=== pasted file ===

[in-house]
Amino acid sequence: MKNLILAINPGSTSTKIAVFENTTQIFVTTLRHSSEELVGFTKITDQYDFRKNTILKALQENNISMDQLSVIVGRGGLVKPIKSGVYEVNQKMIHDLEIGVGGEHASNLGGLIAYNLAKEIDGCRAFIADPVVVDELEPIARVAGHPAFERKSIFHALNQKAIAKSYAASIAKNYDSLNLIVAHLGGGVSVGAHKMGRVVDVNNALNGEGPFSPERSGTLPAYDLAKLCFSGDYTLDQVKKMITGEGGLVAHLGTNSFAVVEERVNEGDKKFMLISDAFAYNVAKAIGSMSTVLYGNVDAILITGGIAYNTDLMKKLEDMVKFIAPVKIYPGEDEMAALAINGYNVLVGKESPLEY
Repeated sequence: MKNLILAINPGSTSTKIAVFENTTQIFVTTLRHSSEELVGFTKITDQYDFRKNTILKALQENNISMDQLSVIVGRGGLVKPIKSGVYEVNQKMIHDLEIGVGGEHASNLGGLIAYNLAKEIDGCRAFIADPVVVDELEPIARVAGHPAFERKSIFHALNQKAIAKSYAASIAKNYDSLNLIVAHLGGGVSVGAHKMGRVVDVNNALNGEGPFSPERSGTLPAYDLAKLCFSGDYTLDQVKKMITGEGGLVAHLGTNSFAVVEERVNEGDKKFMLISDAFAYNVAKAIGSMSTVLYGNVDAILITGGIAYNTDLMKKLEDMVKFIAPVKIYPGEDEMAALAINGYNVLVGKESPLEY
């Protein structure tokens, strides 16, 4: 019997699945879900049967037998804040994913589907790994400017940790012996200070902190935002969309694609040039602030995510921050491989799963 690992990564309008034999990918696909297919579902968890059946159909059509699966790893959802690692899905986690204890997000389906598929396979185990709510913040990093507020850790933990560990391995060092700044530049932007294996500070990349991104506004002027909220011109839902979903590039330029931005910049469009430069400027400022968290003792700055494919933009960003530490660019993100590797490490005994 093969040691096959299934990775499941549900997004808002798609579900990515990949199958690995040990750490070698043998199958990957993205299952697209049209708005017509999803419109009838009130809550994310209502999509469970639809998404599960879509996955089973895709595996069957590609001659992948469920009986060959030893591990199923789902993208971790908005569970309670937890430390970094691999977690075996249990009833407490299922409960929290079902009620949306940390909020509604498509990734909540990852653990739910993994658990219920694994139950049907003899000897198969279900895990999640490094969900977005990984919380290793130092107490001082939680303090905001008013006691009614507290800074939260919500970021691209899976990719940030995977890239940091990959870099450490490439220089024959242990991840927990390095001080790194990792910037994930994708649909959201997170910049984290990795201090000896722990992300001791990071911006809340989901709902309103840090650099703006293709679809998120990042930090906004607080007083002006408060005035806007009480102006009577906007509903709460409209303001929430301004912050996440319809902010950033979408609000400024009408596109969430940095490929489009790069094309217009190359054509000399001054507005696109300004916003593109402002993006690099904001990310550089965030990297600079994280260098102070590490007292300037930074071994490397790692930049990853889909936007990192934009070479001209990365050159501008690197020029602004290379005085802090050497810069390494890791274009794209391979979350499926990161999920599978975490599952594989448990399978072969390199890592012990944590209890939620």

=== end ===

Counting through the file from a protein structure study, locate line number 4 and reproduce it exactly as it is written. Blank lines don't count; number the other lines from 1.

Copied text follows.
């Protein structure tokens, strides 16, 4: 019997699945879900049967037998804040994913589907790994400017940790012996200070902190935002969309694609040039602030995510921050491989799963 690992990564309008034999990918696909297919579902968890059946159909059509699966790893959802690692899905986690204890997000389906598929396979185990709510913040990093507020850790933990560990391995060092700044530049932007294996500070990349991104506004002027909220011109839902979903590039330029931005910049469009430069400027400022968290003792700055494919933009960003530490660019993100590797490490005994 093969040691096959299934990775499941549900997004808002798609579900990515990949199958690995040990750490070698043998199958990957993205299952697209049209708005017509999803419109009838009130809550994310209502999509469970639809998404599960879509996955089973895709595996069957590609001659992948469920009986060959030893591990199923789902993208971790908005569970309670937890430390970094691999977690075996249990009833407490299922409960929290079902009620949306940390909020509604498509990734909540990852653990739910993994658990219920694994139950049907003899000897198969279900895990999640490094969900977005990984919380290793130092107490001082939680303090905001008013006691009614507290800074939260919500970021691209899976990719940030995977890239940091990959870099450490490439220089024959242990991840927990390095001080790194990792910037994930994708649909959201997170910049984290990795201090000896722990992300001791990071911006809340989901709902309103840090650099703006293709679809998120990042930090906004607080007083002006408060005035806007009480102006009577906007509903709460409209303001929430301004912050996440319809902010950033979408609000400024009408596109969430940095490929489009790069094309217009190359054509000399001054507005696109300004916003593109402002993006690099904001990310550089965030990297600079994280260098102070590490007292300037930074071994490397790692930049990853889909936007990192934009070479001209990365050159501008690197020029602004290379005085802090050497810069390494890791274009794209391979979350499926990161999920599978975490599952594989448990399978072969390199890592012990944590209890939620």